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Saturday, Jun 25, 2022

Former tax officer files first judicial review after forced into retirement over loyalty pledge

Former tax officer files first judicial review after forced into retirement over loyalty pledge

A former tax officer who worked in the government for 25 years filed a judicial review after the government allegedly forced him into retirement when he challenged the necessity for civil servants to take a loyalty pledge.
It is the first judicial review filed by a civil servant concerning the pledge since the government announced the mandatory requirement this year.

Former assistant taxation officer Wong Chau-ming filed a writ to the court on Monday, stating that he, who had been working in the Inland Revenue Department since 1996, was forced to retire on October 25.

The Secretary for the Civil Service on January 15 announced that all civil servants employed before July 1, 2020, must declare they will uphold the Basic Law and pledge allegiance to the SAR.

The department asked Chau to submit a signed declaration on January 28. In a letter dated February 25, Chau asked about the necessity of signing the declaration and how to define contravening the declaration.

After a series of correspondences, Chau's case was transferred to the Secretary for the Civil Service on August 6, who directed Chau to retire in the public interest on August 30 after consulting the Public Service Commission.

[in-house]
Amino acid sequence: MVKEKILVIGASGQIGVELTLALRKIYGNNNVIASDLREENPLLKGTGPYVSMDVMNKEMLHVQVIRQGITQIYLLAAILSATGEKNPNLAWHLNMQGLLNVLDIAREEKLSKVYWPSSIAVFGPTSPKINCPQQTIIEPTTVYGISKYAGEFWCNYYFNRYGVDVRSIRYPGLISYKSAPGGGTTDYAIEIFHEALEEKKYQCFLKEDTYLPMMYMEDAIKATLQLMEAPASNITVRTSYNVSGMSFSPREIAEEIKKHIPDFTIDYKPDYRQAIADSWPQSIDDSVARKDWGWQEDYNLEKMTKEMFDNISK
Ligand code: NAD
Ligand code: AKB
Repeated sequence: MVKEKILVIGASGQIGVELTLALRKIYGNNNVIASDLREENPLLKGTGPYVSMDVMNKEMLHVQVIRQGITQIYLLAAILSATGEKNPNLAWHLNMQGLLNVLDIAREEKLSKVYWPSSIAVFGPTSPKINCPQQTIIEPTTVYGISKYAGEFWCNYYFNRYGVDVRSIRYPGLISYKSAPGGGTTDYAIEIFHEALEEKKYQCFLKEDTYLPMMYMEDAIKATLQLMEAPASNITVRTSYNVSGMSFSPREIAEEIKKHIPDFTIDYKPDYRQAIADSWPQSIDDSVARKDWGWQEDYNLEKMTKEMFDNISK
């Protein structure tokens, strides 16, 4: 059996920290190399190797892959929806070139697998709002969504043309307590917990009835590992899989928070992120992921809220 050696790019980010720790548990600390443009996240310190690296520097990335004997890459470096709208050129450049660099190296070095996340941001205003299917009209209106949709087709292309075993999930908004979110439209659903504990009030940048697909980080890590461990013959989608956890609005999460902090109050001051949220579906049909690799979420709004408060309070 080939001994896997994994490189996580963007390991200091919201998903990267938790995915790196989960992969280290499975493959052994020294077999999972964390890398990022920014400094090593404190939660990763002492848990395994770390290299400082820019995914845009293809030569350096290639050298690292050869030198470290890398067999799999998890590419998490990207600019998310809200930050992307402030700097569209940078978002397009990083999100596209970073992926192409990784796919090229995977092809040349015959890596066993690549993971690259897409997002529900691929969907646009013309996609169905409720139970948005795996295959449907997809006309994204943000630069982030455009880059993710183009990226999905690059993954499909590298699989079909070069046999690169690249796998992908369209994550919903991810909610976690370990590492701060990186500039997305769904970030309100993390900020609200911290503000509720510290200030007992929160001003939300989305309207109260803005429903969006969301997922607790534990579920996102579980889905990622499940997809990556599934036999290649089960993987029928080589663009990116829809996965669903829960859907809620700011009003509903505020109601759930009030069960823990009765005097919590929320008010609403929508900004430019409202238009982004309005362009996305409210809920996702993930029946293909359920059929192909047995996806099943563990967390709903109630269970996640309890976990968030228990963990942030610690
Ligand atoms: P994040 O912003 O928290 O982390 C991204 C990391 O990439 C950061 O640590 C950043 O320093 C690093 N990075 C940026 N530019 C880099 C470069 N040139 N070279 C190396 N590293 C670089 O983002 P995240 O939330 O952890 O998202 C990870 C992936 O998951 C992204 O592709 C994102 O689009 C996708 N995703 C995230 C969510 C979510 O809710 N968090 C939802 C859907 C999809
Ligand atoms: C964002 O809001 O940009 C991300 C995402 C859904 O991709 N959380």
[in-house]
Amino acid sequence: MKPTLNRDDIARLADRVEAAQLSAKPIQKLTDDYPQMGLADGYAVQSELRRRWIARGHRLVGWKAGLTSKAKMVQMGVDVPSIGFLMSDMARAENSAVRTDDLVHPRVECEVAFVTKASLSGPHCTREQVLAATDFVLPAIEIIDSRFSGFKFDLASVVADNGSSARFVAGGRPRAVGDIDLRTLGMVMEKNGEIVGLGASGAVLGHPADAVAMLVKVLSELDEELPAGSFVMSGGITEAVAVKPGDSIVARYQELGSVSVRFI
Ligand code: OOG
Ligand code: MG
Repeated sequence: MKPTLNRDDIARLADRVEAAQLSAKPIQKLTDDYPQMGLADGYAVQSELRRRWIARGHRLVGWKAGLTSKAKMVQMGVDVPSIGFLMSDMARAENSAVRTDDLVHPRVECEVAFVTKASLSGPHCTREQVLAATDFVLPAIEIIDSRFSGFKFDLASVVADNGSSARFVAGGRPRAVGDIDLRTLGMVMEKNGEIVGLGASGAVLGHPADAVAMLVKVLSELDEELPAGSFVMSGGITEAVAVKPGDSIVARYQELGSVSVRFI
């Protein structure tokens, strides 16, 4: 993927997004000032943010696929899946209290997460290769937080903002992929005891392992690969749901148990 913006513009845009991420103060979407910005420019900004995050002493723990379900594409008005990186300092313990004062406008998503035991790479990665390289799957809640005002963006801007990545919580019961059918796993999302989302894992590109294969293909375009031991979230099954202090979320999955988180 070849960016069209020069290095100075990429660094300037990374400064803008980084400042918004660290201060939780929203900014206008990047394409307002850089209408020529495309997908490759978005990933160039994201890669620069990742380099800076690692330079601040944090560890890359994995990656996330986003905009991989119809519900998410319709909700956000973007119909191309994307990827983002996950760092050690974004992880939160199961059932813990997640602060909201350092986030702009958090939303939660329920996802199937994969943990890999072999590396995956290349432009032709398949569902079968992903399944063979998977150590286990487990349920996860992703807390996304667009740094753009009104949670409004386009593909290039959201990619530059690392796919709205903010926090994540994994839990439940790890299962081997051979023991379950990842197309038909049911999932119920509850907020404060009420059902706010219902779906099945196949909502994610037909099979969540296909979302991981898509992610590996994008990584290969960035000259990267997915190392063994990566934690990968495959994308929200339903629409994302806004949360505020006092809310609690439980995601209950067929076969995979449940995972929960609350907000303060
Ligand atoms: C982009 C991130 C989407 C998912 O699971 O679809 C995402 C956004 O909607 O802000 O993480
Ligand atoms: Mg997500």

Although having submitted a signed declaration on August 12, Chau was informed by the Commissioner of Inland Revenue that his pre-retirement leave would begin from August 31 until October 24, and his retirement would take effect on October 25.

Chau wanted the court to overthrow the Secretary of the Civil Service's retirement order and stage an oral hearing for his judicial review application.

Chau believed the retirement order was irrational as he had signed the declaration, and there is no good reason for the authority not to accept the signed declaration.

Chau added the order was "tainted with procedural impropriety" because the Secretary for the Civil Service failed to give any reason for directing him to retire in the public interest.

Secretary for the Civil Service Patrick Nip Tak-kuen in July said a total of 129 civil servants had refused to sign the declaration pledge and about 60 to 70 of them had left the government after completing relevant procedures.
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